Iceland Travel Guide Information

Iceland is the second largest island in Europe close to the Arctic Circle. It is about midway between New York and Moscow. Iceland has a total area of 103,000 square km (39,756 square miles). From north to south the greatest distance is about 300 km (185 miles), from west to east about 500 km (305 miles). The coastline is about 6,000 km (3,700 miles) and the shortest distances to other countries are 286 km (180 miles) to Greenland, 795 km (495 miles) to Scotland and 950 km (590 miles) to Norway. Geologically Iceland is a very young country, and the process of its formation is still going on. Iceland’s interior consists entirely of mountains and high plateaus, devoid of human habitation. Its average height is 500 m above sea level, the highest point being Hvannadalshnúkur in the Öræfajökull glacier in Southeast Iceland, reaching a height of 2.119 m (6,950 feet).

Where to go:

1. Reykjavik City

Reykjavik is the capital of Iceland. It’s a city with just over 100.000 people and is located in Southwest Iceland by Faxaflói, Iceland’s biggest bay. The story of Reykjavik goes as far back as to the first settler Ingólfur Arnarson who came to Iceland in 874 and build himself a farm in Reykjavik. The name means “an inlet with smoke” or “Smoky Bay” and that may be one of the reasons he settled here. He saw steam coming from the ground and found natural hot springs that must have been very useful in those days. Nothing much is going on in Reykjavik until the 16th century when Reykjavik had become a trading place and by the time it was established as an independent town in 1876 it had some 170 inhabitants.

By 1900 the numbers were almost 6.000 and 55.000 around 1950. It is a modern city where all the houses are heated by hot water. The staircases of apartment blocks are heated and even the parking lots and sidewalks in front of many homes and businesses have hot water flowing through to melt the snow during winter. Also very noticeable for foreign visitors are the colorful roofs and houses of the city. It is a cosmopolitan city with very active night life and many museums and art galleries. Reykjavik will be one of Europe’s culture cities in the year 2000.

Places to visit:

1. Jokul glacier lake

This thousand-year-old glacier which everyone is well known as the largest glacier lake in Iceland And the second deepest in the south, at the destination of the thousand-year-old glacier Watthanachokul is between Skeftalfell National Park and the city of Hofn. During the year. 1934 1935 , the largest ice will melt slowly from the iceberg above and flows into the sea. Causing the area to expand continuously until now, covering a total area of 18 square kilometers and has a water depth of up to 200 meters.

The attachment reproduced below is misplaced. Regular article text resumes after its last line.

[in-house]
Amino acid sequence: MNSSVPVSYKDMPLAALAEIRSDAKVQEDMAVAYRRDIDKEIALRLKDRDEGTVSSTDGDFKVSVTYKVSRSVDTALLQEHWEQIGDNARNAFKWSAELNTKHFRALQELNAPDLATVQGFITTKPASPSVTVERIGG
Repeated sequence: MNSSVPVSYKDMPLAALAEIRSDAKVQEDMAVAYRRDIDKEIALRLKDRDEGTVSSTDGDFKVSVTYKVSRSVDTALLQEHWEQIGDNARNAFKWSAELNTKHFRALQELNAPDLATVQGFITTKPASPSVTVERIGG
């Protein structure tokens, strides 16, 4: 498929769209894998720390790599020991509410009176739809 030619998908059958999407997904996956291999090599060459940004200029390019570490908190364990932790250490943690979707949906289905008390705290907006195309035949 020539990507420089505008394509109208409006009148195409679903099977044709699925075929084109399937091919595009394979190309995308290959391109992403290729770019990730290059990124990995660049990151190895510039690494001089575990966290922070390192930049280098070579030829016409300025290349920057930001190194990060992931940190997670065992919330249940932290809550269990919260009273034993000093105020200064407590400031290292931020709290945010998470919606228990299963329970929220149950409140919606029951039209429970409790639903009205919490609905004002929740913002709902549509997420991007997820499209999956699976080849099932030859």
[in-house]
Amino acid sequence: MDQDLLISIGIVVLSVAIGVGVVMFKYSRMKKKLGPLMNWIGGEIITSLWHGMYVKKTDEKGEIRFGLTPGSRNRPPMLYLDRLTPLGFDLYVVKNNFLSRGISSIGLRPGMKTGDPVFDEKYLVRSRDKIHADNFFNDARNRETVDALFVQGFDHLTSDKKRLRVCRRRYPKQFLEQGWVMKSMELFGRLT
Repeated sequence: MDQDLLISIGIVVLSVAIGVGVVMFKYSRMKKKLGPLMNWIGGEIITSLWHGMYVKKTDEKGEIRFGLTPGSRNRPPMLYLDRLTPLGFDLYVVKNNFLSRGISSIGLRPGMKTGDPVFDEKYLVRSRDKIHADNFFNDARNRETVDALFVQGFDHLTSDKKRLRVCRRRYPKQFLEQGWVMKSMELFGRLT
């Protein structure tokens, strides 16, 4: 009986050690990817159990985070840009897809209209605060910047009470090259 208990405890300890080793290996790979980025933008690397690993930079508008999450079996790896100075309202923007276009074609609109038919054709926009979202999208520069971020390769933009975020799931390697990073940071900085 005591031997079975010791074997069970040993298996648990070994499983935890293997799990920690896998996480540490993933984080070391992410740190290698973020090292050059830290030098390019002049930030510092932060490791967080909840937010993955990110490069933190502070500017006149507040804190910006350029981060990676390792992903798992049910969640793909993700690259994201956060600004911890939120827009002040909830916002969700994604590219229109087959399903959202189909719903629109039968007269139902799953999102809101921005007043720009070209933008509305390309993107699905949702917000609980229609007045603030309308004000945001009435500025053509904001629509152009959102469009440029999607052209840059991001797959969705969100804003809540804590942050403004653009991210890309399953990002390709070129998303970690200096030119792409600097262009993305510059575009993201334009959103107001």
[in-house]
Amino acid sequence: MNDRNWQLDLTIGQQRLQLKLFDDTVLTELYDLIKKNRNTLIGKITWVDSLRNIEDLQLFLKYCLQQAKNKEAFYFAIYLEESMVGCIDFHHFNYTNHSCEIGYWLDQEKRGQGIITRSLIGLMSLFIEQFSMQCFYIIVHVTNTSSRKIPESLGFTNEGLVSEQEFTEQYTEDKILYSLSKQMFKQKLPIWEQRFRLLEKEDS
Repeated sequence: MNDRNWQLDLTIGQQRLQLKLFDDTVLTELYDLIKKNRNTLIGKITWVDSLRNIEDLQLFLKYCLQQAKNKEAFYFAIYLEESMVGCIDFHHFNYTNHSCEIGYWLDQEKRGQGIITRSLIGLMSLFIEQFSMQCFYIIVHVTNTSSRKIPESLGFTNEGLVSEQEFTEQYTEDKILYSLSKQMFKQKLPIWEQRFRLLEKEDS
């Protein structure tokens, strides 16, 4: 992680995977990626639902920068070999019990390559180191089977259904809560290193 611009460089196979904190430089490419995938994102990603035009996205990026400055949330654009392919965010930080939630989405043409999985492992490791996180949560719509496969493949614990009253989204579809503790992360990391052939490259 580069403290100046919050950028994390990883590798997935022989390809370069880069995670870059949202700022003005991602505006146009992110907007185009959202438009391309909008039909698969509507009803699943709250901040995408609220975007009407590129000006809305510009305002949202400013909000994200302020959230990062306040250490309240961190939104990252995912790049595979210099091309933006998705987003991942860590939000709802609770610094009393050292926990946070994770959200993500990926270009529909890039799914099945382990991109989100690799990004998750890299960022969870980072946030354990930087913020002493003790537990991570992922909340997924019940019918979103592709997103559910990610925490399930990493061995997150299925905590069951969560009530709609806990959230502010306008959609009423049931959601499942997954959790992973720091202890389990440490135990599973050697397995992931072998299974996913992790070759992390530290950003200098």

2. Perlan as the symbol of the city of Reykjavik

Perlan – Perlan . ” There aren’t any Icelanders who don’t know. Because it is a place that has Unique style Clearly, because on a small hill, most Icelandic people would have been. When tourists come to visit Iceland, ” Perlan ” is one place that must be waiting for guests to welcome guests. Including tourists who come to travel to Iceland, this Perlan has a unique height of 25.7 meters above ground, a large building flattened in a shape like a half-globe. Located on the base that resembles 4 large water tanks that can be seen at a distance. The height of the building is 5 floors, with an area of ​​about 10,000 square meters, which are divided into parts such as restaurants, ice cream shops, museums. Viking history.

3. Lehr Erikson Monument

This high church is considered to have a unique architecture. And is an important religious site of the people of Iceland As well as being one of the tallest scenic spots in Reykjavik When going up to the top, you can see the beautiful scenery of Reykjavík. And in front of the church there is a monument to Leifr Eiriksson standing in the foreground. In Iceland’s history, the country is considered the first Norse to step on North America, including Greenland. This monument was given to the US by Iceland on the occasion of celebrating one thousand years, the “Althing” of Iceland.

Categories: Europe, Travel

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